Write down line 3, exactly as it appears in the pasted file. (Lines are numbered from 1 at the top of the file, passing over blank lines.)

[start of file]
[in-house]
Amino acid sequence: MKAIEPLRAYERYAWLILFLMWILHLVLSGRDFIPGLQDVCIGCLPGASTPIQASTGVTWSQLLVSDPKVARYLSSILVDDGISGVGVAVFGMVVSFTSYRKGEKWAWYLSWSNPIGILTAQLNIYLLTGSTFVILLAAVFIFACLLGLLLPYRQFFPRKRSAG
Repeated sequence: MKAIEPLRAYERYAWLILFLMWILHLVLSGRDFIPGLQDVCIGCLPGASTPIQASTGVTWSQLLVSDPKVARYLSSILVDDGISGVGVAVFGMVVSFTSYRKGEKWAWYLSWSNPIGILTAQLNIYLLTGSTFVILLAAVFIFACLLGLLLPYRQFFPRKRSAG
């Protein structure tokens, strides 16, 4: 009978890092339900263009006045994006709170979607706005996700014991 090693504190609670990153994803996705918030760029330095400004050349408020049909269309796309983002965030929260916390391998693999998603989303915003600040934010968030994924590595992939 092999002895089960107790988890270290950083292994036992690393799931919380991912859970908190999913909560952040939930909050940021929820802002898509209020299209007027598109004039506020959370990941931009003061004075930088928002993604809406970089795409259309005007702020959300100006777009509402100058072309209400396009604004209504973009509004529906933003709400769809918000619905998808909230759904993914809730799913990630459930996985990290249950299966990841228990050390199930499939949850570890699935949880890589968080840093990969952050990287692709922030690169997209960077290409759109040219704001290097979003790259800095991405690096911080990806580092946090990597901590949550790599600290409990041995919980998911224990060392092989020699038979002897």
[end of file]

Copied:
Repeated sequence: MKAIEPLRAYERYAWLILFLMWILHLVLSGRDFIPGLQDVCIGCLPGASTPIQASTGVTWSQLLVSDPKVARYLSSILVDDGISGVGVAVFGMVVSFTSYRKGEKWAWYLSWSNPIGILTAQLNIYLLTGSTFVILLAAVFIFACLLGLLLPYRQFFPRKRSAG